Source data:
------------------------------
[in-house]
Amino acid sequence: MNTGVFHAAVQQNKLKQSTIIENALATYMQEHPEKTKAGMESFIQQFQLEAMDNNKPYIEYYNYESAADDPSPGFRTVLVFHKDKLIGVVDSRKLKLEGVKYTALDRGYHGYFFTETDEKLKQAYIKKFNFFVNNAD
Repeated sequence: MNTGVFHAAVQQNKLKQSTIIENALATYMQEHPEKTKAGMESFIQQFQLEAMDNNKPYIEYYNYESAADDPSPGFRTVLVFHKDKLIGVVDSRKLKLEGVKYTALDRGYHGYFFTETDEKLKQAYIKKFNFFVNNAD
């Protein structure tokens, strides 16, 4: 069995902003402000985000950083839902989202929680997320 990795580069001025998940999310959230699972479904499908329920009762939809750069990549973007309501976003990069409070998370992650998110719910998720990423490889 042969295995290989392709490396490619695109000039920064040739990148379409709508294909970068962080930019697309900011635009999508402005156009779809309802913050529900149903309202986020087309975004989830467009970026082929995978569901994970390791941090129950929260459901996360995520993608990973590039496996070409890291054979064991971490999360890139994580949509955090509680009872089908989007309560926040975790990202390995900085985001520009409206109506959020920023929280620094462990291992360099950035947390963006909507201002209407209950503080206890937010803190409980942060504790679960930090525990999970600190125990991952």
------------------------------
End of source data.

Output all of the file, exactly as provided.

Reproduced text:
[in-house]
Amino acid sequence: MNTGVFHAAVQQNKLKQSTIIENALATYMQEHPEKTKAGMESFIQQFQLEAMDNNKPYIEYYNYESAADDPSPGFRTVLVFHKDKLIGVVDSRKLKLEGVKYTALDRGYHGYFFTETDEKLKQAYIKKFNFFVNNAD
Repeated sequence: MNTGVFHAAVQQNKLKQSTIIENALATYMQEHPEKTKAGMESFIQQFQLEAMDNNKPYIEYYNYESAADDPSPGFRTVLVFHKDKLIGVVDSRKLKLEGVKYTALDRGYHGYFFTETDEKLKQAYIKKFNFFVNNAD
């Protein structure tokens, strides 16, 4: 069995902003402000985000950083839902989202929680997320 990795580069001025998940999310959230699972479904499908329920009762939809750069990549973007309501976003990069409070998370992650998110719910998720990423490889 042969295995290989392709490396490619695109000039920064040739990148379409709508294909970068962080930019697309900011635009999508402005156009779809309802913050529900149903309202986020087309975004989830467009970026082929995978569901994970390791941090129950929260459901996360995520993608990973590039496996070409890291054979064991971490999360890139994580949509955090509680009872089908989007309560926040975790990202390995900085985001520009409206109506959020920023929280620094462990291992360099950035947390963006909507201002209407209950503080206890937010803190409980942060504790679960930090525990999970600190125990991952």